Roger M. Kaye
A retired physicist reinvented as thriller novels writer

A Not Too Diplomatic Look at Bhutan

Bhutan - their Hasidim (Photo by Roger M. Kaye)

Israel inks deal establishing diplomatic relations with Bhutan
(Times of Israel 12 December 2020)

Much is being made of the normalization of relations with Bhutan. But we should not get too excited about this small kingdom where a privileged few keep the population under tight control. It is, in fact, a racist dictatorship.

Bhutan is very proud of its “Gross National Happiness” index, a play on the more usual GDP, Gross Domestic Product index. I visited Bhutan a few years ago and found the reality to be somewhat different. There was no shortage of unhappy people.

Bhutan has taken the unusual step of limiting the number of tourists it allows to visit. It claims that its principle of “High Quality, Low Volume” is designed to preserve the ‘special’ nature of the kingdom. However, in practise, a “high quality tourist” is simply a wealthy tourist. Visiting Bhutan involves paying high prices for just about everything.

In fact, Bhutan has little to offer the tourist. There are, indeed, some spectacular views of the Himalayas and a few rather quaint Dzongs. These massive fortresses, with towering walls surrounding a complex of courtyards, temples, administrative offices, and monks’ accommodation, can also be found in India’s Sikkim province or Chinese-controlled Tibet.

Tourists cannot travel around the kingdom on their own. Only pre-paid guided package-tours are allowed. You are always under the watchful eye of your guide.

A mixture of highly successful public relations and making perfectly normal tourist activities “forbidden” has created a totally unwarranted mystique that attracts many more tourists than the country is worth. A Buddhist form of Yesh Me’Ayin – Something from Nothing.

Take, as an example, the Burning Lake in the Tang Valley. Among the several unlikely legends told about this unimpressive patch of water is the Underwater Temple. If you can get past the souvenir stands and the ‘washing lines’ hung with coloured cloths, and stare into the depths of this puddle there is an amazing temple. Unfortunately, believe it or not, it can only be seen by a true believer. I was unable to see the temple but assured myself that this was not a lack of belief, only a sign from above that I needed a new pair of glasses.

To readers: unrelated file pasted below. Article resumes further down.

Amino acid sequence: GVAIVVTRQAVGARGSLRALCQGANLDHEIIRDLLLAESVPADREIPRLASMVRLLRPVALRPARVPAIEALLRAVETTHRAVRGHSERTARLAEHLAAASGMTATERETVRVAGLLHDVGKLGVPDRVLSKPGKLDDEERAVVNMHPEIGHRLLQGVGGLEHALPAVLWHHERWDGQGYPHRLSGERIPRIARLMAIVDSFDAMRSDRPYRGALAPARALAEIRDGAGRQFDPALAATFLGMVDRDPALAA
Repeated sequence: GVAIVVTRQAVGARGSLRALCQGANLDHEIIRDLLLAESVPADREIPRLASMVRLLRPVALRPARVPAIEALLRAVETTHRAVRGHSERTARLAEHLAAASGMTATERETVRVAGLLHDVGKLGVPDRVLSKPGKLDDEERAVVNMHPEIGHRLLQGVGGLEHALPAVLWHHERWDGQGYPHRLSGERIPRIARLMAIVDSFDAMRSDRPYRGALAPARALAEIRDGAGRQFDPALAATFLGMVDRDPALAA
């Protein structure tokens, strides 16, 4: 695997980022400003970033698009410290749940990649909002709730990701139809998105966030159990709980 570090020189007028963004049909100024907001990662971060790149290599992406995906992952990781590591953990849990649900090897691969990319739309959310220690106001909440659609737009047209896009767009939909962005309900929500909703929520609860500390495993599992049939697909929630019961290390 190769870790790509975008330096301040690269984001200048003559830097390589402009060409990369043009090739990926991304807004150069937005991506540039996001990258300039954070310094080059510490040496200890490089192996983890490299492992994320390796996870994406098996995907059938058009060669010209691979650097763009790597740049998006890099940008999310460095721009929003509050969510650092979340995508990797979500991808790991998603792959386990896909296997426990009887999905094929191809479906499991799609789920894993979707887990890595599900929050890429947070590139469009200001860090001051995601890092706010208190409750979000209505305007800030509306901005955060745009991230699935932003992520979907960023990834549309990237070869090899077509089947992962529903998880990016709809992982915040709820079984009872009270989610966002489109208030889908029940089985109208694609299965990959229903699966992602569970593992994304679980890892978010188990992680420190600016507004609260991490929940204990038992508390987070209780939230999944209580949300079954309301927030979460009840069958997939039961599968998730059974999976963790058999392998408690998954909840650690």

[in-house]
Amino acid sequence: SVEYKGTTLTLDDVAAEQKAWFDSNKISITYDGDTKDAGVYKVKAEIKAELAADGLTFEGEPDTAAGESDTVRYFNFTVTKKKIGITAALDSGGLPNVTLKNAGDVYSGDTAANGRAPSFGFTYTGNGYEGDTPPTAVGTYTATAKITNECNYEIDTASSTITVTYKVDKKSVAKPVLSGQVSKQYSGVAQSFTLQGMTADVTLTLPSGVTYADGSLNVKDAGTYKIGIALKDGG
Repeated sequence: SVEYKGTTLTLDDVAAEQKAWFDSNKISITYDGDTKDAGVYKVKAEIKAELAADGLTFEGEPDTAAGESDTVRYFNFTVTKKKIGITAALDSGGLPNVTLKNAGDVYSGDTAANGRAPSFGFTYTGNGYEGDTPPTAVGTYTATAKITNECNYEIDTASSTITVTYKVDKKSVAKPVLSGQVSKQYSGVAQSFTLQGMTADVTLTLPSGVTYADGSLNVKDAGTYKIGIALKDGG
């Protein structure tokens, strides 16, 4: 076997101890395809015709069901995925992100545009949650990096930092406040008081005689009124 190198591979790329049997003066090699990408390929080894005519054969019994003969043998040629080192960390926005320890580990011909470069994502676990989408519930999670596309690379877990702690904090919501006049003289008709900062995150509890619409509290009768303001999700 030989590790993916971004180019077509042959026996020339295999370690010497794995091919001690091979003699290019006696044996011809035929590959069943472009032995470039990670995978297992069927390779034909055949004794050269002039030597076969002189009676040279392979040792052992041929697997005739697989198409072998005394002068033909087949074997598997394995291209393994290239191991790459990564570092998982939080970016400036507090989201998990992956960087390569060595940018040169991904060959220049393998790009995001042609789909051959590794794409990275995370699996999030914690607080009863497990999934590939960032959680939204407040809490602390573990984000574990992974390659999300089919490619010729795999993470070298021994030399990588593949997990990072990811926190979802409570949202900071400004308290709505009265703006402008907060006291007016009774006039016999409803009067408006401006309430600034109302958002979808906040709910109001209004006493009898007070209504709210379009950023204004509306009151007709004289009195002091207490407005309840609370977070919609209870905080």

Religious Jews should know that they will not be allowed to wear a kippa. While the locals are forced to wear strange costumes when visiting any government institution, tourists must also follow dress regulations. I ran foul of the guards on a warm day at a Dzong when I wrapped my red jacket around my waist. Only Bhutanese men are allowed to wear the traditional kera, a woven red cloth belt, wound tightly around the waist. The guards were extremely unpleasant, no way would they tolerate other peoples’ traditions.

A welcoming sign at the entrance to the Dzong read: ORDER – OTHER THAN DRATSHANG, NO BODY IS ALLOWED TO USE DRATSHANG’S TOILET. Well drat me.

To sum up, Bhutan has very little to offer the tourist but has many aspects of government control over a subjugated populace that would definitely appeal to our prime minister, Benjamin Netanyahu. He might look good wearing a red cloth belt.

About the Author
The author has been living in Rehovot since making Aliya in 1970. A retired physicist, he divides his time between writing adventure novels, getting his sometimes unorthodox views on the world into print, and working in his garden. An enthusiastic skier and world traveller, the author has visited many countries. His first novels "Snow Job - a Len Palmer Mystery" and "Not My Job – a Second Len Palmer Mystery" are published for Amazon Kindle. The author is currently working on the third Len Palmer Mystery - "Do Your Job".
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